Writing a Novel – Action Scene Samples

A few weeks ago I wrote you about how to handle action scenes in novels, in terms of length, details and overall pace and flow. At the end of the article, and as always, I mentioned I’d be providing samples for it, an example of a short scene and a long one, to show the points I made and concepts I introduced.

The following are those scenes. The first one is a short duel between two swordsmen, set in the fantasy universe I developed during the first issues of the guide. The second is a longer scene, a shootout between a private detective and criminals.

Note: I am writing these scenes only to describe the action. As such, there are no monologues, insights or conversations. Less talking more action!

Short Scene: Can include more detailed description of every attack.

The two Praetors faced each other, swords held with both hands and raised in front of their faces, a salute before they fought. The crowds of the arena shouted with excitement and even the King was at the edge of his seat. These were the finals of his yearly Praetor tournament.

It was Marius’ first time in the competition and though not the strongest of fighters, his sharp instincts, senses and cunning tactics got him to the final bout, where he now faced Praetor Commander Stalls’ glare. There was disgust in his eyes, a deep-rooted hatred for everything Marius stood for.

The bell rang and Stalls launched himself on his opponent with an overhead strike so strong it forced Marius to his knees. Stalls followed with a knee to the face, sending him sprawling. The commander then launched himself on top of the young Praetor, but he rolled out-of-the-way and to his feet, sword at the ready but already panting heavily.

Marius wiped the blood from his nose and launched his own attack, a short flurry of strikes, aiming for the head and arms, a series of short strokes and thrusts. Stalls avoided the first of the strikes and swung his sword with both hands, once more forcing Marius to block a heavy strike that took him off his feet.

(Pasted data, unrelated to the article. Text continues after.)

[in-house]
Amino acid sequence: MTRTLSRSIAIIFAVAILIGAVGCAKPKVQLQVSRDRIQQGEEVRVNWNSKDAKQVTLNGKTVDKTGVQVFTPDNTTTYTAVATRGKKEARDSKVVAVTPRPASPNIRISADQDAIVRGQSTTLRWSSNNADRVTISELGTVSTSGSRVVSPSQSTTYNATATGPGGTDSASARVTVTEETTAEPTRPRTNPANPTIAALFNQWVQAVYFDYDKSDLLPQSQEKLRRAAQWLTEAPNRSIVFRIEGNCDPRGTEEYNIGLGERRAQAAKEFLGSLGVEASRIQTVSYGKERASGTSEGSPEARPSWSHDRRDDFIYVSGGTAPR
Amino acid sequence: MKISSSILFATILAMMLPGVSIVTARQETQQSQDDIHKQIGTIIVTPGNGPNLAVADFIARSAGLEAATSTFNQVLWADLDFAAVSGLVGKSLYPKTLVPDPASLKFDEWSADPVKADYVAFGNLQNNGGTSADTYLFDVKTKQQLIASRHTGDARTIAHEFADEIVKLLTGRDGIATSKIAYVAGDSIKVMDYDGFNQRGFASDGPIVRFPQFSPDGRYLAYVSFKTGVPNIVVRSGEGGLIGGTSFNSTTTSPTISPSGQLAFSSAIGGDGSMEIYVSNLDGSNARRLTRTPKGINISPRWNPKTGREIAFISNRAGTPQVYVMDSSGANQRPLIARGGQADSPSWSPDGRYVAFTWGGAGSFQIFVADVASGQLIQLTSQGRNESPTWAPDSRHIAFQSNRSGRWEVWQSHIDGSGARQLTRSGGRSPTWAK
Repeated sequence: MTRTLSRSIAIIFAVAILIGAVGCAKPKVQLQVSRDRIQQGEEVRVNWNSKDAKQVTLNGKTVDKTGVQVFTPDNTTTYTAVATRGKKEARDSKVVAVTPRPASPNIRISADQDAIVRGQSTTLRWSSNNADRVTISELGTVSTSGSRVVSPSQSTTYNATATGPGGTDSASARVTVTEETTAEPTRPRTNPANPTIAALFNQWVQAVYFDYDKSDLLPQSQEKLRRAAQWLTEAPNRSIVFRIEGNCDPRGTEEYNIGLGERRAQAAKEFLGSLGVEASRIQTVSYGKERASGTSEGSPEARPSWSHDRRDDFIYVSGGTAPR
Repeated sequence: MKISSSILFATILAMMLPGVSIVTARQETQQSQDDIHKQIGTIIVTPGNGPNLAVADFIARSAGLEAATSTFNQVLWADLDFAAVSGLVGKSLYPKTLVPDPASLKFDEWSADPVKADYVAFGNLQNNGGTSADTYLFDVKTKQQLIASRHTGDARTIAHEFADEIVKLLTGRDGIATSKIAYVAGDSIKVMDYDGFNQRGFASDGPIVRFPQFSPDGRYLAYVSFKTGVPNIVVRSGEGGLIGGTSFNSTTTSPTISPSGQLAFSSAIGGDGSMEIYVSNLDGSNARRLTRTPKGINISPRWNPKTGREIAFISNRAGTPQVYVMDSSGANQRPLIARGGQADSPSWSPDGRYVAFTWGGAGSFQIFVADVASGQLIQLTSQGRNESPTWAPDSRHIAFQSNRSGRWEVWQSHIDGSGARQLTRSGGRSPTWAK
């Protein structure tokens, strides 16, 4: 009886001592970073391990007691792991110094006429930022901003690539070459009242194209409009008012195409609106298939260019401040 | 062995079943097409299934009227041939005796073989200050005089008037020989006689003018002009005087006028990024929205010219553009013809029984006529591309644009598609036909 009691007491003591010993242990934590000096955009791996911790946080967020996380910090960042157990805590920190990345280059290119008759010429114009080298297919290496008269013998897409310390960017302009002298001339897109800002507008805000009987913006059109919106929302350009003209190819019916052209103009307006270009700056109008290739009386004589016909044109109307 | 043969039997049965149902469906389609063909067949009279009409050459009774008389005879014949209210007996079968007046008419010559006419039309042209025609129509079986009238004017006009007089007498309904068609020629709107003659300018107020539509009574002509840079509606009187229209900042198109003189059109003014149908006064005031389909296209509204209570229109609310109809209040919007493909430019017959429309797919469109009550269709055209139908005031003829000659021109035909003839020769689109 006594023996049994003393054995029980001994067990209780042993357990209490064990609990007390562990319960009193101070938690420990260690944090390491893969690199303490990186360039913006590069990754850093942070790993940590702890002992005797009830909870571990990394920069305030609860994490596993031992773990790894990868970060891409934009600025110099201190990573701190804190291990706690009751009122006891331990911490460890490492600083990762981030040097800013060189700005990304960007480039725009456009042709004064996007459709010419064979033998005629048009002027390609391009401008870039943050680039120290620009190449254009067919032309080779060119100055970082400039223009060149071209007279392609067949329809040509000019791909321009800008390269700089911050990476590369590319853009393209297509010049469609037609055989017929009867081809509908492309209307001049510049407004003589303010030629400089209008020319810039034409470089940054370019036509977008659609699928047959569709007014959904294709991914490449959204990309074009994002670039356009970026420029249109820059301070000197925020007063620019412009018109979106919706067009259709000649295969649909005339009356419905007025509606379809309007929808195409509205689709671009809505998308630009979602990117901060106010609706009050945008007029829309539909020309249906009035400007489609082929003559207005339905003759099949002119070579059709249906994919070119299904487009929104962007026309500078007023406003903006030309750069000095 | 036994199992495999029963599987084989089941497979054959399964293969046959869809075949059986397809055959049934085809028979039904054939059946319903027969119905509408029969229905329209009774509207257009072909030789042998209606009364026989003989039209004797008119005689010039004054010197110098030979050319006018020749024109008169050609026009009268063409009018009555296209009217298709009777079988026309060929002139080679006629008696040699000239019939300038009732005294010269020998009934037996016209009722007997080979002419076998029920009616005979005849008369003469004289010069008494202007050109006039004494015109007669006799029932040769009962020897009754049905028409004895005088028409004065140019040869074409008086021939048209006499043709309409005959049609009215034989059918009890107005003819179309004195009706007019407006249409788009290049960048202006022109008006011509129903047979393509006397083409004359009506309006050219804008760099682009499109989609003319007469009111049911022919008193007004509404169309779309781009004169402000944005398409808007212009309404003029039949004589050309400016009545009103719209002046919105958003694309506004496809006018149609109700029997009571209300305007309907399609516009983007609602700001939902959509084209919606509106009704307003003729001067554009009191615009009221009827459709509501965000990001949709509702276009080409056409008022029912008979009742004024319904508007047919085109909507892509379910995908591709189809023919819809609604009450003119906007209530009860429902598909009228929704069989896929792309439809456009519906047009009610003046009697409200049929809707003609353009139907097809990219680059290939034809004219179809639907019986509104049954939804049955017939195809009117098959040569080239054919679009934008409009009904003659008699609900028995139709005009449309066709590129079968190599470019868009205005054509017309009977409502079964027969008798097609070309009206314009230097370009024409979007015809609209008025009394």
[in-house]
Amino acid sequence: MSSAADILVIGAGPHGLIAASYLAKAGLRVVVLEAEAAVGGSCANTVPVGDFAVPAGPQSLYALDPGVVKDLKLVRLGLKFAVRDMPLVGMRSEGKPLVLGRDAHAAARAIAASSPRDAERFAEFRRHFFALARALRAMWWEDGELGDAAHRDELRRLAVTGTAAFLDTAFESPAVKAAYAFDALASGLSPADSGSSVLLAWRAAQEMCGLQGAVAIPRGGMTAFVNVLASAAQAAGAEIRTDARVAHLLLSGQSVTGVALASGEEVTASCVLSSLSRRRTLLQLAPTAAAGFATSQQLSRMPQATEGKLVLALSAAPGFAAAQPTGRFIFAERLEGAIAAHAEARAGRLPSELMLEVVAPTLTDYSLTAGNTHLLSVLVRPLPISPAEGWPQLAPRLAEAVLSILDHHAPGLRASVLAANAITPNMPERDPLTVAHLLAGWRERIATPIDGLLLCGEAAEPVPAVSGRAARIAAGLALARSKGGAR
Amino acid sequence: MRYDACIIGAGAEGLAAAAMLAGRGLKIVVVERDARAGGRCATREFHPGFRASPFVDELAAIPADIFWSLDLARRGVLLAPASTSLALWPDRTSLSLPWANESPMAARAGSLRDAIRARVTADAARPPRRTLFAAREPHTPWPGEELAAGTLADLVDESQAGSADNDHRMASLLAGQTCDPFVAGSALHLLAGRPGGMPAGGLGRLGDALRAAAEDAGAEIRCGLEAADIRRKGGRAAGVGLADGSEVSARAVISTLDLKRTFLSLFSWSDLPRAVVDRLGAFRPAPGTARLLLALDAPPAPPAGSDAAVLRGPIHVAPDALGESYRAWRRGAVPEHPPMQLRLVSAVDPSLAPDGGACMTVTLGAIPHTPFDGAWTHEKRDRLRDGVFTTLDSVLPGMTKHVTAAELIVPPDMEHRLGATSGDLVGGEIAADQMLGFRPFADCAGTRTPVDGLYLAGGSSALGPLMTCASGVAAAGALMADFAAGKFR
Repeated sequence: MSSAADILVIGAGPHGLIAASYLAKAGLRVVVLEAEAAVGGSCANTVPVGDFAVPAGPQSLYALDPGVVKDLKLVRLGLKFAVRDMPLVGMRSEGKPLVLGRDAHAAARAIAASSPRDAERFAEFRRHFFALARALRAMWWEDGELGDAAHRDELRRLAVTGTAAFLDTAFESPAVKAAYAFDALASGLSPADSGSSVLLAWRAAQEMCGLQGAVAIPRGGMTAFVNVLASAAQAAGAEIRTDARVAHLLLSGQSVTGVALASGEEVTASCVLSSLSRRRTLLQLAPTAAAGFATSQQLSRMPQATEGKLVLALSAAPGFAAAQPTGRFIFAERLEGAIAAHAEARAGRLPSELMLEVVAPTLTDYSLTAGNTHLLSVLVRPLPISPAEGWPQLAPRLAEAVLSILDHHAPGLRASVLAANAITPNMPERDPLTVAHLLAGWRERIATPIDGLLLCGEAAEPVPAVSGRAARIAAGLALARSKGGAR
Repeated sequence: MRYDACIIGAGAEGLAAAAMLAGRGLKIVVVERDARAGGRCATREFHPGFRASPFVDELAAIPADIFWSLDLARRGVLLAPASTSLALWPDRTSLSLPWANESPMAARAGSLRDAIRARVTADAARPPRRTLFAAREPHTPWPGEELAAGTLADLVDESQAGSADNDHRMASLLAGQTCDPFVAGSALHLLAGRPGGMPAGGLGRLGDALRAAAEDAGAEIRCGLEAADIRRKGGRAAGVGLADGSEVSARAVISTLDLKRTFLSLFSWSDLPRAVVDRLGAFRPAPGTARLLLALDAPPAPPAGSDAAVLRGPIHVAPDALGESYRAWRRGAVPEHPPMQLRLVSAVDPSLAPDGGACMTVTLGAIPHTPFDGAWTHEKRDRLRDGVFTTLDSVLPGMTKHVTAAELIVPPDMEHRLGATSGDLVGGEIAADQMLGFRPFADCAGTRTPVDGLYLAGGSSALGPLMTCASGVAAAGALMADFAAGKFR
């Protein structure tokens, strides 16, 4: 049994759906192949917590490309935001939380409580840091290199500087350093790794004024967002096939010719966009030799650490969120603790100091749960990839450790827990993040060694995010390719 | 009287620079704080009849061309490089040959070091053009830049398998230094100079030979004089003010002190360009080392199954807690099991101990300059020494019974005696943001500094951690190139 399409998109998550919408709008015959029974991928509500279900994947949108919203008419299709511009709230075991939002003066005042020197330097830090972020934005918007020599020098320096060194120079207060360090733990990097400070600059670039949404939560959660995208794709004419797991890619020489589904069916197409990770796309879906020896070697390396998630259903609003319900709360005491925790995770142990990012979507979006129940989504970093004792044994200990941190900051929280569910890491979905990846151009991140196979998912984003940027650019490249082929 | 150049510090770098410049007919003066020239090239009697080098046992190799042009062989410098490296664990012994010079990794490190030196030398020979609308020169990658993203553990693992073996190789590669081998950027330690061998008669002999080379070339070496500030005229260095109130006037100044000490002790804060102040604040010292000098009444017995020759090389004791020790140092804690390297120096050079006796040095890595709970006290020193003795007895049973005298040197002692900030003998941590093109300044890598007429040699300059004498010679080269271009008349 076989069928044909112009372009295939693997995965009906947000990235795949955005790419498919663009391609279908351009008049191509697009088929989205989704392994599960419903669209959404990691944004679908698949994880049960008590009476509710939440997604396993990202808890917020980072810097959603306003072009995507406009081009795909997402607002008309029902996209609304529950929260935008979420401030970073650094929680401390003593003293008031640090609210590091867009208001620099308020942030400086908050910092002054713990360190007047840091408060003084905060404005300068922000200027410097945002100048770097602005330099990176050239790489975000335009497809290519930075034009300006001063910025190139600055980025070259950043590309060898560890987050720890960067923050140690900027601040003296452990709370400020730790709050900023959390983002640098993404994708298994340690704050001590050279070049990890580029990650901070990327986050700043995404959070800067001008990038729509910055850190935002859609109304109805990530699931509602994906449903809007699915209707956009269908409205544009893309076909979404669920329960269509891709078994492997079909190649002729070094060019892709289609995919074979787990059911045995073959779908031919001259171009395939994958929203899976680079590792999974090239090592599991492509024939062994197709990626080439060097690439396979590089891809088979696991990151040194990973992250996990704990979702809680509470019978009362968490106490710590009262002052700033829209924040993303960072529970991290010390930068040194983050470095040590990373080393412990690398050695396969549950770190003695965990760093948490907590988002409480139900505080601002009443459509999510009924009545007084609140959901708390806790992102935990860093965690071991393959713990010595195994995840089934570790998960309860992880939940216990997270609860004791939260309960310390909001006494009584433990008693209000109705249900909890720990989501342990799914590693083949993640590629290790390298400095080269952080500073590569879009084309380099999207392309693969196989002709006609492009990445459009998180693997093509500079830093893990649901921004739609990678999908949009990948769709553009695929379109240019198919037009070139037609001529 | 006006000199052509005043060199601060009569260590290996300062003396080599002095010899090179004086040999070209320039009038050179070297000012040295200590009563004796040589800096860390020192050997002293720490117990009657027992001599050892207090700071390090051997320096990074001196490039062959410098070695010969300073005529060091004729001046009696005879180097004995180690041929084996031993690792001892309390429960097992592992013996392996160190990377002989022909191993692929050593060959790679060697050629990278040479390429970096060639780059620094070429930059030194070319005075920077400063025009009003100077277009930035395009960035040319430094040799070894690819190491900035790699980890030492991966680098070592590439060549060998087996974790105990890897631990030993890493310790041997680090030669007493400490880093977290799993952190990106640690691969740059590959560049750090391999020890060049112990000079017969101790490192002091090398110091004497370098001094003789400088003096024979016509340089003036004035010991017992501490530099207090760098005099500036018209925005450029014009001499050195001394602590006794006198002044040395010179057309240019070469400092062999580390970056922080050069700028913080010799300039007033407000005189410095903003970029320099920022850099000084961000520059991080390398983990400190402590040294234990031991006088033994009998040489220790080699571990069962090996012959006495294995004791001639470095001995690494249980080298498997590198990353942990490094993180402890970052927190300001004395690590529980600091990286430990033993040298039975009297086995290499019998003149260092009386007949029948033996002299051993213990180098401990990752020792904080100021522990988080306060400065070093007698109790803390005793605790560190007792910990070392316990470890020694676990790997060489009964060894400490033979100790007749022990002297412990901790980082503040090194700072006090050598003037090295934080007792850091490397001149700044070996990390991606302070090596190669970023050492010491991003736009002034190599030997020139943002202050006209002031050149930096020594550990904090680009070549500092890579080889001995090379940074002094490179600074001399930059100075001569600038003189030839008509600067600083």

His bones rattled and ached, but Marius forced himself to stand up just in time to parry Stalls’s thrust, using all his strength to deflect the blow but leaving himself open to the commander’s follow-up, a kick to the chest that sent him flying against the far wall.

 

Long Scene: Big picture view of events, only describe the attacks with consequence to your character and the environment.

Jacob dove behind the bar’s counter, nodding at the bartender as the bullets flew over their heads and tore the liquor selection apart, making it rain on them. Taught never to waste, Jacob took a glass and caught samples of the different spirits, drinking them down in one gulp and nodding his appreciation to the surly proprietor.

When the firing stopped, Jacob listened for the telltale sound of reloading and peeked out from the under counter. There were six gunmen, two with pistols, two with Uzis and two with automatic rifles. While they reloaded, Jacob took shots at them, forcing them to dodge for cover. He got one in the arm, but couldn’t make it a lethal shot. That’s when fire erupted form the other side of the room and Jacob barely had enough time to duck again before more bullets flew past him, a few burning and cutting his scalp. He tilted his head backwards so the blood wouldn’t get in his eyes, raised his gun hand over the counter and fired off a clip where he’d seen the first set of gunner hide. The bullets cleanly hit the tables around him but as far as he could tell, none had found their marks.